At step 212, client 102 receives the html, including the “fast” cookies and the link to the clear gif.
At step 214, client 102 renders the html on the browser. Once step 214 is complete, the resource that was requested at step 202, including the associated “fast” cookies has been sent to client 102 from server 104 with the exception of the “slow” cookie(s).
At step 216, client 102 establishes a connection or sends a request for the clear gif that is represented by the link.
At step 218, server 104 receives the connection request for the clear gif.
At step 220, server 104 starts a timer. This timer is used to avoid time-out problems on the browser and also avoid errors from what appears to be a persistent connection between the client and the browser. In one embodiment, the timer is a count-down timer and is set to 20 seconds.
At step 221, server 104 checks to see if the cookie, requested at step 206, is present in the send queue. Therefore, it is helpful to understand the cookie generation steps that occur after step 206.
At step 230, cookie generator 106 receives the request to generate a cookie that server 104 sent at step 206.
At step 232, cookie generator 106 generates the requested cookie. As an example, this could be a GET ACCESS cookie.
At step 234, cookie generator 106 sends the requested cookie to server 104.
At step 236, server 104 receives the requested cookie and puts the cookie in a send queue.
The time required for cookie generator 106 to complete steps 230 through 234 is normally greater than the time required for server 104 to complete steps 206 through 210. For this reason, server 104 normally receives the cookie at step 236 after completing step 210. Although not illustrated, if the requested cookie is received at step 236 before server 104 completes step 210, the requested cookie can be included with the html at step 210. However, it is also possible that even though the cookie is received before server 104 completes step 210, the requested cookie is not included with the html at step 210.
After starting the timer at step 220, at step 221, server 104 determines whether the requested cookie is present in the send queue. If the cookie is present, then at step 226, server 104 sends the cookie to the client browser as part of the header in the clear gif.
At step 228, client 102 receives the clear gif, including the cookie in the header, and the browser “renders” the clear gif.
If, at step 221, server 104 determines that the requested cookie is not present in the send queue, than at step 222, server 104 determines whether the timer, started at step 220, has expired. If the timer has not expired, server 104 loops to step 221 and continues to monitor or check for the cookie in the send queue.
If at step 222, server 104 determines that the timer has expired, then at step 224, client 102 is provided instructions, such as through a redirect, to reload the process, and loops to step 216.
In one embodiment, the system and method includes techniques to ensure that the “slow” cookie is received by the client. Referring to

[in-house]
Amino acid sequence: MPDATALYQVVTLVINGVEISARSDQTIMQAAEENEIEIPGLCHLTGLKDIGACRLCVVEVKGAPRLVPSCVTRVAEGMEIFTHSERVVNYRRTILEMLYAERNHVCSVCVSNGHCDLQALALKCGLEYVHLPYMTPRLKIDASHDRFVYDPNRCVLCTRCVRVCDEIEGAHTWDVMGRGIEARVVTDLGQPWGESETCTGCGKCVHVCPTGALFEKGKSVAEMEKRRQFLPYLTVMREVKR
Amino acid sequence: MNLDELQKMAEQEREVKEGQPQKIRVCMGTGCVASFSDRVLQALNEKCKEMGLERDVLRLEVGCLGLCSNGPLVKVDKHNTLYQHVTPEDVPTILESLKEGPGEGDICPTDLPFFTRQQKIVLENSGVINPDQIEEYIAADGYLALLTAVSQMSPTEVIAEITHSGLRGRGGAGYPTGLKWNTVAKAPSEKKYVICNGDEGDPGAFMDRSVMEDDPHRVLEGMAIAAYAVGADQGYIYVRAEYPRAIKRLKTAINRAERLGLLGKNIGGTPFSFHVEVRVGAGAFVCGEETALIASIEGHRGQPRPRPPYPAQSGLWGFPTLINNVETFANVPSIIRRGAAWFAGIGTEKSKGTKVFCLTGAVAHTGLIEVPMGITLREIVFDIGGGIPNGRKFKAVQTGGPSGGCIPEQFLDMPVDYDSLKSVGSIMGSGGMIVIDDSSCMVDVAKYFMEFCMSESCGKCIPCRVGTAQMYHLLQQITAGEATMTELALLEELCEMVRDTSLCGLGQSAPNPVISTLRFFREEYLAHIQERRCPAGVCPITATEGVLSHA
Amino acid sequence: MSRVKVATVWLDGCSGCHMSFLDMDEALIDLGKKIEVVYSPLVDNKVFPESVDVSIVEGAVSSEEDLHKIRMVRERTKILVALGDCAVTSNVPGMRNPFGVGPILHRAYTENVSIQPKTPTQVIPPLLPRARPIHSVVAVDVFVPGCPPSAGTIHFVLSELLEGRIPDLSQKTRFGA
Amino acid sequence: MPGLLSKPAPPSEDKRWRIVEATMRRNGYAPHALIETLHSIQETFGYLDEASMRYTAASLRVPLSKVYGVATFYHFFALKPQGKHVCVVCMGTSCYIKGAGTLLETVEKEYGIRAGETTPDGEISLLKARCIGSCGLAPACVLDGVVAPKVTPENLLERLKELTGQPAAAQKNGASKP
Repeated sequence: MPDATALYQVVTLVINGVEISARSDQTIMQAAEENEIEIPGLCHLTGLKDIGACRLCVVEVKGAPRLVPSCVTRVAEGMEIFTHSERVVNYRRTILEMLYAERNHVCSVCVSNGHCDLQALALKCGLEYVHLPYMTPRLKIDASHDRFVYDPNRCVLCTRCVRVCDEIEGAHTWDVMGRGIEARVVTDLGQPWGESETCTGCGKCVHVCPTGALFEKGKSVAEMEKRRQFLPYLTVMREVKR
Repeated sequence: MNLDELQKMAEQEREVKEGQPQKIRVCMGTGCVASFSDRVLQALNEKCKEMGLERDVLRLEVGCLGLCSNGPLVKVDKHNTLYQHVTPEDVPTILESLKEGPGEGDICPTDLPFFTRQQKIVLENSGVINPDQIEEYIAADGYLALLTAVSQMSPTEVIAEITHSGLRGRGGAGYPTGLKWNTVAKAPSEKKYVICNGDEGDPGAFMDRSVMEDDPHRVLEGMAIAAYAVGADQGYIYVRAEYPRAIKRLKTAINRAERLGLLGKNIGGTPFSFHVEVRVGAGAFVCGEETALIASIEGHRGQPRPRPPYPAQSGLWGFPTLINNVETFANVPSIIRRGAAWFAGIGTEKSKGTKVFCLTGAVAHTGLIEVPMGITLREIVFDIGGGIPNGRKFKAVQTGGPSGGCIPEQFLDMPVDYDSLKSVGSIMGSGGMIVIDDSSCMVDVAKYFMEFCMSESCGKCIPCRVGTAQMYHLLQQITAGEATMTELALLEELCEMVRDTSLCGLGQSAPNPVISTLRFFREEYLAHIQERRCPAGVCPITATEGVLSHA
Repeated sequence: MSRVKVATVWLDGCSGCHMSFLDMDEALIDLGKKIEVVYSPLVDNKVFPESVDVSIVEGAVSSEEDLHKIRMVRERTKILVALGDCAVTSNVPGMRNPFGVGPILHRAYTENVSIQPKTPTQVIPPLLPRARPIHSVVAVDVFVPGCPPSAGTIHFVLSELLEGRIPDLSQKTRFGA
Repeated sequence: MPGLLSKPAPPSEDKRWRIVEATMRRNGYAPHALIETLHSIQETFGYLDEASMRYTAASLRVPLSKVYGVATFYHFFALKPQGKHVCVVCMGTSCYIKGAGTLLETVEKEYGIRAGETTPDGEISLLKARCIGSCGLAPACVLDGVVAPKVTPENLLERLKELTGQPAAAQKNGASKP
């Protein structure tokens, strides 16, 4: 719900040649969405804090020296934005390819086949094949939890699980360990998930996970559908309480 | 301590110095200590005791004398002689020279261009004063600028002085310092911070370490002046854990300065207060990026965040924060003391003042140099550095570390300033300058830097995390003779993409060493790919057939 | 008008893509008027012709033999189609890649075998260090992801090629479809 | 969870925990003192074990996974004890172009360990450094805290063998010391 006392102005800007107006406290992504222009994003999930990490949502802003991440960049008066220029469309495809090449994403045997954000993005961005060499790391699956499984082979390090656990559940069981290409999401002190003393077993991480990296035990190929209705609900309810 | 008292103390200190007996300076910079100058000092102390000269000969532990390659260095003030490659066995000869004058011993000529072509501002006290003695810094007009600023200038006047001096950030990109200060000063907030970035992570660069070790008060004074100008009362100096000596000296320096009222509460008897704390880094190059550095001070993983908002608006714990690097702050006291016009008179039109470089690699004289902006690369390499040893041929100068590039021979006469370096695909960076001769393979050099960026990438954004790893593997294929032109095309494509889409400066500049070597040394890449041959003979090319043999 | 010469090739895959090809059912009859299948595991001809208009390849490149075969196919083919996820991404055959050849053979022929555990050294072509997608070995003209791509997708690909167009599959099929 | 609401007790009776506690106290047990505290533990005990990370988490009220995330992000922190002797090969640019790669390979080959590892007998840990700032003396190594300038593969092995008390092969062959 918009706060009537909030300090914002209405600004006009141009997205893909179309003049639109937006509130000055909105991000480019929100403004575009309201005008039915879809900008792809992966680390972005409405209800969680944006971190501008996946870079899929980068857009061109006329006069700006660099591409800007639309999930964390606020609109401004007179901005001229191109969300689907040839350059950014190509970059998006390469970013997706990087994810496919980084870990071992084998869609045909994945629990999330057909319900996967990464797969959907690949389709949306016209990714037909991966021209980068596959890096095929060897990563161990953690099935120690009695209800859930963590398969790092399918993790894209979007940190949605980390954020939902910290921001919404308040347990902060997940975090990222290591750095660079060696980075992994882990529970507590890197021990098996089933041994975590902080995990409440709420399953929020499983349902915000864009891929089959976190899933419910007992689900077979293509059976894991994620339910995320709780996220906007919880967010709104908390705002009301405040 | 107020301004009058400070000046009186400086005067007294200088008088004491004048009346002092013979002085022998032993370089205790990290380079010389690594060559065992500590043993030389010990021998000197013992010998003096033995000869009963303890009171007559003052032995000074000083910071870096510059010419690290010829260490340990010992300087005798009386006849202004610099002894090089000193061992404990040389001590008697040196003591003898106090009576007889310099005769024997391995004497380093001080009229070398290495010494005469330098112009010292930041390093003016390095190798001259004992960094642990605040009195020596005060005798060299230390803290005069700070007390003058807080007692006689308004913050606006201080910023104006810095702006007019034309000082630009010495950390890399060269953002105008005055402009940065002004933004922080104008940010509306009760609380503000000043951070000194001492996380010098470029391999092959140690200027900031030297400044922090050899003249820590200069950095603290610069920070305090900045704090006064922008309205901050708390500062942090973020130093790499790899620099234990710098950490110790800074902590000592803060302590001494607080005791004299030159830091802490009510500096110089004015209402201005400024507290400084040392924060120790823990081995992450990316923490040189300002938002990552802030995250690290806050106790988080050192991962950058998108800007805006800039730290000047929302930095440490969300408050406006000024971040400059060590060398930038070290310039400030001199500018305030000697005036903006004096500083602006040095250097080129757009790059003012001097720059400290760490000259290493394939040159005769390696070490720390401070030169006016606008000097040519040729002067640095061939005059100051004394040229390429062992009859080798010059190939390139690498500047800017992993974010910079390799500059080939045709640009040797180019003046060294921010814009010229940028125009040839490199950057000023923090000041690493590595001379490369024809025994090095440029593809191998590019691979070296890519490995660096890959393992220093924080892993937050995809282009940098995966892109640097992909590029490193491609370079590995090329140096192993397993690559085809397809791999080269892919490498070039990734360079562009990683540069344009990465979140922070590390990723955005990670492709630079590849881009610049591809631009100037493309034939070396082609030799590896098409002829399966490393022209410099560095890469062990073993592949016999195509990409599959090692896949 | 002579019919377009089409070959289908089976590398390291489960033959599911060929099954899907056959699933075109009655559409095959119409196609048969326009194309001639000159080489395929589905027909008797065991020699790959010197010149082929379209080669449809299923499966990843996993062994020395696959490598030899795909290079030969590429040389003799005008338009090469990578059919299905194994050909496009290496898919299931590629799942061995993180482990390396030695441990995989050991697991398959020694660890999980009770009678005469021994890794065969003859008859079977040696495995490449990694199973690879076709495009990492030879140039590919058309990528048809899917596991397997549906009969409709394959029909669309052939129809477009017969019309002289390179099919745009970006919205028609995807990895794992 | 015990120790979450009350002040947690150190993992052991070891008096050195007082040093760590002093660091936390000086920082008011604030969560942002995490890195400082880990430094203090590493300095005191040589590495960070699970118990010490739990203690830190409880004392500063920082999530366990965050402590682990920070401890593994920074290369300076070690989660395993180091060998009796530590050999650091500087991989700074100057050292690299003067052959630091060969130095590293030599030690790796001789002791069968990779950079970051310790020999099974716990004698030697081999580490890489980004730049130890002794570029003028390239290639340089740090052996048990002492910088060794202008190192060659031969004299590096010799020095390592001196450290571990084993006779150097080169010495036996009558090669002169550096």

At step 304, server 104 receives the connection request to the “clear gif” link.
At step 306, server 104 checks the connection request to see if it includes the “slow” GET ACCESS cookie.
If at step 308, server 104 determines that the “slow” cookie is present, then at step 310, server 104 makes an entry or record in a buffer or database to indicate that the “slow” GET ACCESS cookie was received by client 102.
After server 104 makes a record that the “slow” cookie was received, then at steps 324-328, server 104 prepares and sends the clear gif without the “slow” cookie. This is because the “slow” cookie has already been received by client 102, as indicated at steps 306 and 308.
If, at step 308, server 104 determines that the cookie is not present in the request, then at step 312, server 104 checks for see if the requested “slow” cookie has been prepared or is in the queue awaiting transmission to client 102. This can be the same or similar to step 221 in
If, at step 314, server 104 determines that the “slow” cookie is available for transmission to client 102, then at step 316 server 104 processes the “slow” cookie with the requested clear gif, and at step 318, server 104 sends the clear gif with the “slow” cookie to client 102. At step 320, client 102 receives the clear gif with the “slow” cookie. The slow cookie is held by client 102 and serves to authenticate or authorize subsequent resource requests by client user.
If, at step 314, server 104 determines that the requested “slow” cookie was not available, then at step 322, server 104 determines whether the timer has expired. This timer can be the same timer illustrated in
If at step 322, if server 104 determines that the timer has not expired, it loops to step 312 to continue the check for the “slow” cookie.
If at step 322, server 104 determines that the timer has expired, then at step 324, server 104 prepares the clear gif without the requested “slow” cookie, and at step 326 sends the clear gif to client 102. At step 328, client 102 receives the clear gif without the requested cookie.
The techniques that have been described can be implemented in a number of different ways. In one embodiment, the link to the clear gif is manually inserted into the html during page development. In another embodiment, the link to the clear gif is automatically inserted by a plug-in that edits the html output of the application server. In another embodiment, a spacer gif is automatically used, resulting in no changes to the html. This last embodiment is particularly useful where the web site is designed using a “what you see is what you get” (“wysiwyg”) editor.
Unless otherwise specifically stated, the terms and expressions have been used herein as terms of description and not terms of limitation. There is no intention to use the terms or expressions to exclude any equivalents of features shown and described or portions thereof and this invention should be defined in accordance with the claims that follow.
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|U.S. Classification||709/219, 709/225|
|International Classification||H04L29/08, H04L29/06, G06F15/173, G06F15/16|
|Cooperative Classification||H04L69/329, H04L67/02, H04L63/0815|
|European Classification||H04L63/08B, H04L29/08N1, H04L29/08A7|
|6 Nov 2002||AS||Assignment|
Owner name: JPMORGAN CHASE BANK, NEW YORK
Free format text: ASSIGNMENT OF ASSIGNORS INTEREST;ASSIGNORS:MILLER, LAWRENCE;DEANS, WILLIAM;MOORE, MIKE;REEL/FRAME:013473/0079;SIGNING DATES FROM 20020722 TO 20021029
|13 Oct 2008||AS||Assignment|
Owner name: JPMORGAN CHASE BANK, NATIONAL ASSOCIATION, NEW YOR
Free format text: CHANGE OF NAME;ASSIGNOR:JPMORGAN CHASE BANK;REEL/FRAME:021672/0698
Effective date: 20041113
|2 Jul 2012||FPAY||Fee payment|
Year of fee payment: 4
|30 Jun 2016||FPAY||Fee payment|
Year of fee payment: 8